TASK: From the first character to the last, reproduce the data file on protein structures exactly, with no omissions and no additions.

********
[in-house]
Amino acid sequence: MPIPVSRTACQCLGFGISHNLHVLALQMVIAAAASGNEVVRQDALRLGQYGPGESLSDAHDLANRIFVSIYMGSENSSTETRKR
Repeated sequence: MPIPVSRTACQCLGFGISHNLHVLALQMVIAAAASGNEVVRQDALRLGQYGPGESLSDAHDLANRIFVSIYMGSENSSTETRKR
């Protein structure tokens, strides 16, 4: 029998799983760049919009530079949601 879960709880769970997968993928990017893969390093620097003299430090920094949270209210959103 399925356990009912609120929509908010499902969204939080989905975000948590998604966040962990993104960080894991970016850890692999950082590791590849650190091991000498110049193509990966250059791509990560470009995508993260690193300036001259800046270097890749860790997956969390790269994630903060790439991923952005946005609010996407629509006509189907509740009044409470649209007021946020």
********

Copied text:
[in-house]
Amino acid sequence: MPIPVSRTACQCLGFGISHNLHVLALQMVIAAAASGNEVVRQDALRLGQYGPGESLSDAHDLANRIFVSIYMGSENSSTETRKR
Repeated sequence: MPIPVSRTACQCLGFGISHNLHVLALQMVIAAAASGNEVVRQDALRLGQYGPGESLSDAHDLANRIFVSIYMGSENSSTETRKR
């Protein structure tokens, strides 16, 4: 029998799983760049919009530079949601 879960709880769970997968993928990017893969390093620097003299430090920094949270209210959103 399925356990009912609120929509908010499902969204939080989905975000948590998604966040962990993104960080894991970016850890692999950082590791590849650190091991000498110049193509990966250059791509990560470009995508993260690193300036001259800046270097890749860790997956969390790269994630903060790439991923952005946005609010996407629509006509189907509740009044409470649209007021946020």